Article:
What 2011 Holds for Apple: Long Shots, Sure Shots and Even Money
With the birth of the iPad, 2010 has been a banner year for Apple. What does the next year hold in store? We may not see a groundbreaking new device category come along, but we can expect some specific improvements to what's already there. Inching a little farther out on a limb, perhaps we'll see major MacBook makeovers, a more unified approach to content, and exciting new MobileMe abilities.
12/28/10 5:00 AM PT
While Google seems to be rethinking its whole Google TV approach and IBM is now predicting that we'll have holographic 3D phone calls by 2015, I'm looking forward to another bang-up year for Apple.
I've got a handful of easy predictions, some likely predictions, and a couple wishful-thinking hopes for magical new products from the geniuses locked away on the Apple campus in Cupertino.
These first five are so likely they can't really be called "predictions":
1. Two Words: Verizon iPhone
Verizon lovers have been holding candles in hopes of seeing a Verizon-compatible iPhone since the original iPhone was announced nearly four years ago. It very well could be the No. 1 iPhone rumor of all time, but this time I actually believe it, and it has nothing to do with the supposed lapsing of AT&T's exclusive contract.
Here's why: Android-based phones have been picking up steam, many of them are damn fine phones, and while the version, upgrade paths and manufacturer-added interfaces and features work to fracture the Android experience even while spreading Android to the wind, it's high time for Apple to compete across more than one cellular service provider. Verizon is the obvious choice, either with an old-school CDMA phone or 4G option.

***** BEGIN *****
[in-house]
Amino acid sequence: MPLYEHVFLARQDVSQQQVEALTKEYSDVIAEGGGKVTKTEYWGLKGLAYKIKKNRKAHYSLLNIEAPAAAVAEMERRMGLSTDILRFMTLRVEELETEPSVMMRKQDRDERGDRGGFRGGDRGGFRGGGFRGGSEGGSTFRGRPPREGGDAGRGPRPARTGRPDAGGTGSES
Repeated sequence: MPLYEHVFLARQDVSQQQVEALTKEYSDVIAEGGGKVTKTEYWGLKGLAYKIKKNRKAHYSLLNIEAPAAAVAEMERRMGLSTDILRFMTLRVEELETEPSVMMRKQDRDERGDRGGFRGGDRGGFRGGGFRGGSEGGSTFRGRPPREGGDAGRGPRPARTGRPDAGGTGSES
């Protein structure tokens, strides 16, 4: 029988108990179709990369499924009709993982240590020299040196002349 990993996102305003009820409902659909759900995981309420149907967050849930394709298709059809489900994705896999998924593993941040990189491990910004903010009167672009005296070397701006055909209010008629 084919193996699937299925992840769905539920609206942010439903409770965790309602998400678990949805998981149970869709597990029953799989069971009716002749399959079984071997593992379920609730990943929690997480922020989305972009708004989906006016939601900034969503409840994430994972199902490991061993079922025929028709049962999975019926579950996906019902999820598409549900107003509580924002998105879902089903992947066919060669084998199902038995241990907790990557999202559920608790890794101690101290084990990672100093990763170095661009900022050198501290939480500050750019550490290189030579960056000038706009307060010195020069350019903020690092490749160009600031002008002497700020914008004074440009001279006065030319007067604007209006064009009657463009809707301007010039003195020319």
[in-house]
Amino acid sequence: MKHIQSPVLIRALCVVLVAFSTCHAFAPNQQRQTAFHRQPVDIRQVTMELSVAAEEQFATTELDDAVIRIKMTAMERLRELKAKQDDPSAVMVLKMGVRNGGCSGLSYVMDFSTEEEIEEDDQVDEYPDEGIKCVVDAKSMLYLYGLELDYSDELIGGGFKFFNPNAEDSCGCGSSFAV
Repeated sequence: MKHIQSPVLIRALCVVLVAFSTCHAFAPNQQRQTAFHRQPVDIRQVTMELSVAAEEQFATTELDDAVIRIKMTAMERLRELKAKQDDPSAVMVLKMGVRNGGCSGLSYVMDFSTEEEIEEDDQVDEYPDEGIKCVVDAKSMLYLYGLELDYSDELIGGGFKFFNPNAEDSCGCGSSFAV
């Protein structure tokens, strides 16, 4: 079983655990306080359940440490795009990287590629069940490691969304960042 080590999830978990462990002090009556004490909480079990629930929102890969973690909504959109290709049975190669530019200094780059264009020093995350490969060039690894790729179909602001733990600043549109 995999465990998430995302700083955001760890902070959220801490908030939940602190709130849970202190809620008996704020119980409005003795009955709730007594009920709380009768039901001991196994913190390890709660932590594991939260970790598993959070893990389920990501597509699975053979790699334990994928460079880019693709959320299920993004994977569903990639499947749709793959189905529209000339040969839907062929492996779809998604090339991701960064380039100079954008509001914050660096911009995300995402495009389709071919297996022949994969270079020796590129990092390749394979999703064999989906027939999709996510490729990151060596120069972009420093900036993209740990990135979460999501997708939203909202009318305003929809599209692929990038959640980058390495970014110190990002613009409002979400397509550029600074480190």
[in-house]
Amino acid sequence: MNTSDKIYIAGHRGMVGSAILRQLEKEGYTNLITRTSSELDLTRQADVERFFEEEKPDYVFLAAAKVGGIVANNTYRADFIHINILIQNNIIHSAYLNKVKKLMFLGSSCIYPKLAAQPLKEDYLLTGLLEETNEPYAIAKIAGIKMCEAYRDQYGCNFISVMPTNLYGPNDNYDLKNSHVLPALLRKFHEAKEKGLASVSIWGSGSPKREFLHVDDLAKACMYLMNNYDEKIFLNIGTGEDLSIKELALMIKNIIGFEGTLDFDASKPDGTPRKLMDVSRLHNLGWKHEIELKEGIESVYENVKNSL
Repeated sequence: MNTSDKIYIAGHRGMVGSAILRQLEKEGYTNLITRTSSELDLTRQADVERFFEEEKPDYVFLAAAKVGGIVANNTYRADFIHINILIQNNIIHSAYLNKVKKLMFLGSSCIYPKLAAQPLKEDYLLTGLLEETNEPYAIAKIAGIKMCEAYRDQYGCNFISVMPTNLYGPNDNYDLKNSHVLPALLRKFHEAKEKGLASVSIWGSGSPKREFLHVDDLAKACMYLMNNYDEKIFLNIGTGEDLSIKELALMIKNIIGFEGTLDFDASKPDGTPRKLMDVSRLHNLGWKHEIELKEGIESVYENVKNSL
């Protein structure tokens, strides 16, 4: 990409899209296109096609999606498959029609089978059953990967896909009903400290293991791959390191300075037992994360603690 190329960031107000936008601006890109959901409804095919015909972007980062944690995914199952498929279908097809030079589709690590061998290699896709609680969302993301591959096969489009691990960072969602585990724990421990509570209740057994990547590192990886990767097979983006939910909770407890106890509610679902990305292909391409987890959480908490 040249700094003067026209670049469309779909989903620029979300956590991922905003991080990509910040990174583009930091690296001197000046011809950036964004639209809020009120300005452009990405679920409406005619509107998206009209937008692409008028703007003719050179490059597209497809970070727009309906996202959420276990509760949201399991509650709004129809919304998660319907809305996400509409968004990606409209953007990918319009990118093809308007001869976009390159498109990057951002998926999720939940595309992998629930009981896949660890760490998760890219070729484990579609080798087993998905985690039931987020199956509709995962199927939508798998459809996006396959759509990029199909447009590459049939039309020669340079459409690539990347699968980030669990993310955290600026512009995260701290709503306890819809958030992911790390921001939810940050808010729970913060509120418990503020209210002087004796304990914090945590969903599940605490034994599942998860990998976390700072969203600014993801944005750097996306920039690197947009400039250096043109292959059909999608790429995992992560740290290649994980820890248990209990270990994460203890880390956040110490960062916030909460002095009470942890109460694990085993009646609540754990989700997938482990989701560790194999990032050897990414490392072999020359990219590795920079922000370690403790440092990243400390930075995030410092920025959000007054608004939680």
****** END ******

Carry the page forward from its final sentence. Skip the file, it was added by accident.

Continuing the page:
The question is, when? There's plenty of hope for the first quarter, but Apple could easily wait for its developer's conference in June, which would be in line with its yearly announcement schedule.
2. iPad 2 Cometh
Despite the naysayers, Apple's iPad tablet has been a runaway hit. It seems to be performing better than anyone's expectations, happily bringing the Apple experience to newcomers while eclipsing pesky little netbooks.
I've scratched my head over the iPad several times this year, but the big iOS 4 touchscreen has been growing on me.
What can the next generation promise? A set of dual-sided cameras, of course, to make the units more versatile while offering up another platform for FaceTime video conferencing. Other rumors point toward more robust speakers, a USB slot, and a refined form factor. More storage would be nice, but I doubt Apple will drop the price points.
3. The New Mac App Store Will Be a Raging Success
Just in time to steal some attention from the 2011 International Consumer Electronics Show, Apple will launch its new Mac App Store on Jan. 6.
Just like the App Store for iOS devices, the Mac App Store will make it easy for consumers to discover, install, and update applications for their Macs. There are plenty of reasons this will drive new sales and customer satisfaction for Mac owners, the biggest of which is making Mac application discovery easy.
Some developers are uneasy about Apple's foray into Mac App distribution, citing a fear of Apple control, censorship and the need to take a pesky 30 percent cut of their profits. While developers can offer free apps, they can't provide demos or trial versions through the Mac App Store. For applications that depend on users getting a taste of what the application can do, this is a big deal.
Fortunately, developers can offer demos or trials from their own websites, and as near as I can tell, a Mac App Store would remain a win even for these sorts of developers: In the store, their application is more likely to be discovered, which is the first step toward buying it. If consumers aren't aware that it exists, trial versions matter little.